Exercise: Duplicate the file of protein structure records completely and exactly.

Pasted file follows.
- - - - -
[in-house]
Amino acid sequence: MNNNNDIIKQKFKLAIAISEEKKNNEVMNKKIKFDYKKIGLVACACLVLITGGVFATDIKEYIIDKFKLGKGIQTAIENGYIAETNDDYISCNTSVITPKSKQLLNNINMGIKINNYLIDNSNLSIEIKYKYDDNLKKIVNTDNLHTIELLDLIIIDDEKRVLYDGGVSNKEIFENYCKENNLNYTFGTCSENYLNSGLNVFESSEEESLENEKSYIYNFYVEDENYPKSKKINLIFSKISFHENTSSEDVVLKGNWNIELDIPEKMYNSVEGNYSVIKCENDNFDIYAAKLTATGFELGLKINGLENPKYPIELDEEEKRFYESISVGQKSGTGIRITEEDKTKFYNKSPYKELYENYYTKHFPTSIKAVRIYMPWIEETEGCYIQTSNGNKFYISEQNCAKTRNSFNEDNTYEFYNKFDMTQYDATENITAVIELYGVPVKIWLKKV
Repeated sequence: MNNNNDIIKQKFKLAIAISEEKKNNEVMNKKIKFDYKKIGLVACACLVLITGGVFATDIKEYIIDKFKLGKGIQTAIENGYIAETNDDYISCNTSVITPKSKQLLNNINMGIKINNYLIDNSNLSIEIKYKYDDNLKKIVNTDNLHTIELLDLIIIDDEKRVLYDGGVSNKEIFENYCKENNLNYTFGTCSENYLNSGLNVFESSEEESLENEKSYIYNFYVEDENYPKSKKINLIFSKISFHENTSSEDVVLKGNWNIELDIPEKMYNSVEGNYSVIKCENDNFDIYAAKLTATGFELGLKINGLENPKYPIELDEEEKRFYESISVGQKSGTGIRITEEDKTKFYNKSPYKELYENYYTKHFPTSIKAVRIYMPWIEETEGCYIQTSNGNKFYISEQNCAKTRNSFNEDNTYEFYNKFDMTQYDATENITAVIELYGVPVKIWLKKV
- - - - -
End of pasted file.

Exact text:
[in-house]
Amino acid sequence: MNNNNDIIKQKFKLAIAISEEKKNNEVMNKKIKFDYKKIGLVACACLVLITGGVFATDIKEYIIDKFKLGKGIQTAIENGYIAETNDDYISCNTSVITPKSKQLLNNINMGIKINNYLIDNSNLSIEIKYKYDDNLKKIVNTDNLHTIELLDLIIIDDEKRVLYDGGVSNKEIFENYCKENNLNYTFGTCSENYLNSGLNVFESSEEESLENEKSYIYNFYVEDENYPKSKKINLIFSKISFHENTSSEDVVLKGNWNIELDIPEKMYNSVEGNYSVIKCENDNFDIYAAKLTATGFELGLKINGLENPKYPIELDEEEKRFYESISVGQKSGTGIRITEEDKTKFYNKSPYKELYENYYTKHFPTSIKAVRIYMPWIEETEGCYIQTSNGNKFYISEQNCAKTRNSFNEDNTYEFYNKFDMTQYDATENITAVIELYGVPVKIWLKKV
Repeated sequence: MNNNNDIIKQKFKLAIAISEEKKNNEVMNKKIKFDYKKIGLVACACLVLITGGVFATDIKEYIIDKFKLGKGIQTAIENGYIAETNDDYISCNTSVITPKSKQLLNNINMGIKINNYLIDNSNLSIEIKYKYDDNLKKIVNTDNLHTIELLDLIIIDDEKRVLYDGGVSNKEIFENYCKENNLNYTFGTCSENYLNSGLNVFESSEEESLENEKSYIYNFYVEDENYPKSKKINLIFSKISFHENTSSEDVVLKGNWNIELDIPEKMYNSVEGNYSVIKCENDNFDIYAAKLTATGFELGLKINGLENPKYPIELDEEEKRFYESISVGQKSGTGIRITEEDKTKFYNKSPYKELYENYYTKHFPTSIKAVRIYMPWIEETEGCYIQTSNGNKFYISEQNCAKTRNSFNEDNTYEFYNKFDMTQYDATENITAVIELYGVPVKIWLKKV